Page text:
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Everything you've always wanted to know about your deposit

Kristin Eyschen

(but were too shy to ask)

The safety deposit, also known as the damage deposit, is one of those things that you will in nearly any rental deal. It’s common to have to pay a deposit for any apartment that you rent whether it’s one of those short rentals (a long weekend, for example) or for a really long time. Which leads us to Question #1…

Question #1 : What is a deposit?

A deposit is money that you give your landlord upfront. It is a way of buying trust. The landlord keeps the money as a way to guarantee that you’ll stick to your agreement: that you pay your rent on time and that you don’t leave before your check-out date. If you do, then the landlord returns the money to you.The deposit is also frequently used to cover for any damage that happens to the property while you’re renting it. So in this way, it has a secondary function as an insurance. Landlords know that things break, and they expect some wear and tear to happen, but they need the house to be just as good for the next tenant as it was for you. So anything that needs to be fixed, repaired, repainted or bought after your stay will probably be deduced from your deposit.

Question #2 : When do I pay the deposit?

With Uniplaces, you pay the deposit on the day of your check-in. You can either bring it in cash to the landlord or transfer the money to them – just bring a proof of transfer (like a printed receipt) with you.

Question #3 : When do I get the deposit back?

You typically get the deposit after your check-out date. Landlords will go back to the apartment to have a look around, try the appliances and see if everything works. If the place is exactly as it was when you moved in, and if you move-out on the day that you agreed on, you’ll find your deposit returned to you promptly.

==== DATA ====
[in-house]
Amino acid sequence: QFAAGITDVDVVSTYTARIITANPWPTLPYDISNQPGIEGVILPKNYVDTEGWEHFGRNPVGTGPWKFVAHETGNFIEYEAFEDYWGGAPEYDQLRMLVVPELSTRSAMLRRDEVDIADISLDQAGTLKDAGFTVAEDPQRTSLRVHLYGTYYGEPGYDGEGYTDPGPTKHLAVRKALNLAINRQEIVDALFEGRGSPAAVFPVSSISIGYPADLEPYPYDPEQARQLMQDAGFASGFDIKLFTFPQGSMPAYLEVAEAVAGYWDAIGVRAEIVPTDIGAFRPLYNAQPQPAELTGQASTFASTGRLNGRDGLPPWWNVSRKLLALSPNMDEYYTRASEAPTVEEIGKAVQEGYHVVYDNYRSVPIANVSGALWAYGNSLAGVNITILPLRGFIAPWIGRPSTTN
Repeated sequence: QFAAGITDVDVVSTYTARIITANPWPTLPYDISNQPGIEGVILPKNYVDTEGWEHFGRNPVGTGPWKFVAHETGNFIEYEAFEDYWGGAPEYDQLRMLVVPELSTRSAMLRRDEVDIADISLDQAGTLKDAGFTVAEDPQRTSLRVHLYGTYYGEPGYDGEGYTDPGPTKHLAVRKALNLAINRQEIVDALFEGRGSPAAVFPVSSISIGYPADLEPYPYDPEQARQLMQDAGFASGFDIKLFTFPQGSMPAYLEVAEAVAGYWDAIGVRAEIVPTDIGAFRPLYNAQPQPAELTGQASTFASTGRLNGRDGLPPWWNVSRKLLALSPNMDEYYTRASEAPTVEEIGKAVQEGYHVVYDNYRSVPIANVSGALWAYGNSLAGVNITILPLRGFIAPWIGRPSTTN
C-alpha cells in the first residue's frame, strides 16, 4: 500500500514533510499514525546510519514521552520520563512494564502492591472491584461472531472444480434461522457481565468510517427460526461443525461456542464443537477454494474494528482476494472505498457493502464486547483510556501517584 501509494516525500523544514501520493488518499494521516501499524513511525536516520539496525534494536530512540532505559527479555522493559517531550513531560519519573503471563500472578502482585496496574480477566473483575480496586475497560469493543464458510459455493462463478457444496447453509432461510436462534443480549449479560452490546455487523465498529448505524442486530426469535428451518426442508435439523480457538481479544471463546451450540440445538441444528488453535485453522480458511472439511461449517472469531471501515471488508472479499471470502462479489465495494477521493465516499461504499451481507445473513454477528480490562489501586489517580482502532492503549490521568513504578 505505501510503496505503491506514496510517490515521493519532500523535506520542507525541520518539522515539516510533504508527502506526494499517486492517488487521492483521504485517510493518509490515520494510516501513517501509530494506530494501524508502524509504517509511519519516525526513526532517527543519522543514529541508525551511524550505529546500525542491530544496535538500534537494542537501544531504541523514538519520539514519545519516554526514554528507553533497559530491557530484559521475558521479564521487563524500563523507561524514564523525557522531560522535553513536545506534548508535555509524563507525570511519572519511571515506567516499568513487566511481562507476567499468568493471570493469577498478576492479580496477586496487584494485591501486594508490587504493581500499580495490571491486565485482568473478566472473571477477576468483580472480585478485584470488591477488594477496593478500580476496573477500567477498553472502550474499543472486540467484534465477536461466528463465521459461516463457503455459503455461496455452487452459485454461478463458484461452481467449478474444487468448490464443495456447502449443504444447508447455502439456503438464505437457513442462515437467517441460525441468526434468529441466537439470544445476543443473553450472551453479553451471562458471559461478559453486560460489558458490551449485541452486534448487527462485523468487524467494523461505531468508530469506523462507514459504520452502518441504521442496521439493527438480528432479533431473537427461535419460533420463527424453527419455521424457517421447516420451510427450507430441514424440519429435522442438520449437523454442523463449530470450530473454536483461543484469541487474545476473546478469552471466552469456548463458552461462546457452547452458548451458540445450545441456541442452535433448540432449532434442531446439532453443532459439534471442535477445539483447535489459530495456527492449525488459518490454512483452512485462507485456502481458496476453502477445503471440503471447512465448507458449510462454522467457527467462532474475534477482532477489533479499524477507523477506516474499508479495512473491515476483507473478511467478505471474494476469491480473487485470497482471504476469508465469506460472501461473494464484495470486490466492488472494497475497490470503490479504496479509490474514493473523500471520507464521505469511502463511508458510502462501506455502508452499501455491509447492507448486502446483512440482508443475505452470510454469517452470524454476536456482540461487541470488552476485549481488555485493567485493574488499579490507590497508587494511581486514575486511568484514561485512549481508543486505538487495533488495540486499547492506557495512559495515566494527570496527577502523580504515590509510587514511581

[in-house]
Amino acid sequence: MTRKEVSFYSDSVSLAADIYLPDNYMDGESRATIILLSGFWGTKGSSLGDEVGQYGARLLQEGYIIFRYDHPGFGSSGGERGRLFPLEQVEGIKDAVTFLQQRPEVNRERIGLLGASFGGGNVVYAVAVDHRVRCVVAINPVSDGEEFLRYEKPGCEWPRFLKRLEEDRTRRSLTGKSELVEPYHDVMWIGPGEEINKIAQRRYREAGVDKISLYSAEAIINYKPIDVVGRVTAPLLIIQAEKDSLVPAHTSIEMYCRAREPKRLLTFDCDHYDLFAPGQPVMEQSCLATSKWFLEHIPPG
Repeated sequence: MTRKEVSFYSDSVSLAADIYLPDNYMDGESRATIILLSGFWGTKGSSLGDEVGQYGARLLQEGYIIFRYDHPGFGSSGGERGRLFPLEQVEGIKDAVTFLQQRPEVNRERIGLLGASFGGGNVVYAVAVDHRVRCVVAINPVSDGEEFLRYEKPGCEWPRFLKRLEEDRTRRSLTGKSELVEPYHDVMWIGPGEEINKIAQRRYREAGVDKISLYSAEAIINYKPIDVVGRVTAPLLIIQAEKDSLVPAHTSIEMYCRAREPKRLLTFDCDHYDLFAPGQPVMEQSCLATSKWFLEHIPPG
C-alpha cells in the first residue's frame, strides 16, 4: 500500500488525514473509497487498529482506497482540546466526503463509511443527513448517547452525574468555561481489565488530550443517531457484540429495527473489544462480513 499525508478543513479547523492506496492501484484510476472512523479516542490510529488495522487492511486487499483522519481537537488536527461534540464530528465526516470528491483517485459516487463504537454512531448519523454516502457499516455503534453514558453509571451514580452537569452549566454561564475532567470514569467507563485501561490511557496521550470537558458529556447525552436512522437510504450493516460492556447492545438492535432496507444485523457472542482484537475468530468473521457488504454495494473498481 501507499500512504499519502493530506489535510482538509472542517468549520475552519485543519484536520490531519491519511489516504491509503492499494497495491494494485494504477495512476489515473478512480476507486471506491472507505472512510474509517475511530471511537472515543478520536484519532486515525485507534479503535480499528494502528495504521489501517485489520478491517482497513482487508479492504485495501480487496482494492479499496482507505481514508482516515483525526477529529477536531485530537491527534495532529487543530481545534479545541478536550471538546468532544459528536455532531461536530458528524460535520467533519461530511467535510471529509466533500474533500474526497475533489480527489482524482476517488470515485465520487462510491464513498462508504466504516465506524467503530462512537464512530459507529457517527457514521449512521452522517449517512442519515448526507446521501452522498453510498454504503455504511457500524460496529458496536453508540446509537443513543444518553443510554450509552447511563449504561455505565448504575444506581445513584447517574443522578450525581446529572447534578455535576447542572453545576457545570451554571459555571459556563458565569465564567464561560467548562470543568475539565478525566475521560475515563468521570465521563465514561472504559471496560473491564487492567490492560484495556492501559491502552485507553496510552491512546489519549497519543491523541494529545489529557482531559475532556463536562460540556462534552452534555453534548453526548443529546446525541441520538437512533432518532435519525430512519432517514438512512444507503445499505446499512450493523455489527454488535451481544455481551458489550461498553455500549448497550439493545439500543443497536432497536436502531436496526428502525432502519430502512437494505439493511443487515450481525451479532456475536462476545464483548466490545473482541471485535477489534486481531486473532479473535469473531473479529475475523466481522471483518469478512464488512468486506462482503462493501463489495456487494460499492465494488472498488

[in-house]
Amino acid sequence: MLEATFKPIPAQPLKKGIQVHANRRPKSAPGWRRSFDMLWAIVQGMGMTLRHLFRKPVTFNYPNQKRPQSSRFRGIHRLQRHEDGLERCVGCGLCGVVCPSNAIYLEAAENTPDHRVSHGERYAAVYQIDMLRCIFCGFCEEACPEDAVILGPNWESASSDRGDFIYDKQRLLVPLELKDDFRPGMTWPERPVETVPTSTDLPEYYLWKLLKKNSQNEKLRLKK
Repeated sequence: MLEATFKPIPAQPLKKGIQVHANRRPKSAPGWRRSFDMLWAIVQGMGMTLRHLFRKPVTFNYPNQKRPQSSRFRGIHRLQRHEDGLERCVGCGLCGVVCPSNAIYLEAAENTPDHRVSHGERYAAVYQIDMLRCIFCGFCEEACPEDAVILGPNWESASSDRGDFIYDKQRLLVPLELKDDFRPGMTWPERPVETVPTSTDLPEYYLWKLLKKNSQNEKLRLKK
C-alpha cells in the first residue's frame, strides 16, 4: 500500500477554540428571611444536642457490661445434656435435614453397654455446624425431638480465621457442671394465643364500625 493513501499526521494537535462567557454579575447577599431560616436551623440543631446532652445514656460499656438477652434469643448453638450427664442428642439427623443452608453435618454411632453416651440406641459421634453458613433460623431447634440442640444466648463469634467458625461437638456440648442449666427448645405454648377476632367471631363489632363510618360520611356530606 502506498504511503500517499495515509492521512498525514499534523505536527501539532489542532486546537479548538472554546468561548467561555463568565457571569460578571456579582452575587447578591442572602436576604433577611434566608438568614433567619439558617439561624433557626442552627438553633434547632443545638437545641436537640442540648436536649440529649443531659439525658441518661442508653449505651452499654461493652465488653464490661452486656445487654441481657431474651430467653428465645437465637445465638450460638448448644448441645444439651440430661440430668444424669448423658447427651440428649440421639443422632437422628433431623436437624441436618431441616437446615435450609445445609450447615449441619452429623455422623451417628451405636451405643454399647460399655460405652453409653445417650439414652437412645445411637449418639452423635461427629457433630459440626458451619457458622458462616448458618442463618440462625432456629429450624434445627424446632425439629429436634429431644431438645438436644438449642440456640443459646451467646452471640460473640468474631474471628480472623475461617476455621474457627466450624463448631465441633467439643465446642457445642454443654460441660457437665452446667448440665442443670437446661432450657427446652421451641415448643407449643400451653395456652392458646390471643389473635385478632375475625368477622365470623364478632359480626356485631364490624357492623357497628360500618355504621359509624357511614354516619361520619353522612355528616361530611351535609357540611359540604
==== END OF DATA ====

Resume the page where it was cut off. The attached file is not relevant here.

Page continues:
Question #4 : Who keeps the money? (and what is a deposit scheme?)

This one depends on who you’re renting from and where you’re renting in. For example: if you’re renting a student apartment in Portugal or Spain, it’s most likely that the landlord will keep the deposit themselves between check-in and check-out dates.

In England (and Wales!), however, all landlords must put deposits into a Tenancy Deposit Scheme. This is after laws that were passed in 2004, took effect in 2007, and then ammended in 2011-2012. It works like this: after you pay your deposit, the landlord puts the deposit into a company that the government has allowed to manage these deposit schemes. The landlord has 30 days to give you the details of the Deposit scheme that they are using. At the end of the tenancy, if no problems arise, the deposit gets quickly paid back to you. If anything comes up, then the company has procedures to mediate between you and the landlord!

Question #5: What if I sign a contract with my landlord?

Most of our landlords don’t require you to sign anything very specific when you move in, and for those rentals it’s our terms and conditions that count. However, the rules laid out in any contract with your landlord that you sign after the booking will be the ones that matter. This applies to pretty much everything, including the deposit. So if you sign a contract which specifically states  how long you have to give notice before you leave to get your deposit back, you really have to give notice. Make sure you read everyything before you sign so you know the exact terms and conditions that you’re renting!

Thanks for reading this post! We hope to see you soon, coming back for more.
Did you enjoy our article about safety deposits and damage deposits? Just drop us a line in the comment section below to let us know you did.
And remember! If you need to find University housing in London, Lisbon, or Madrid – or you know someone that does – you’ll find the student home you’re looking for on http://uniplaces.com.

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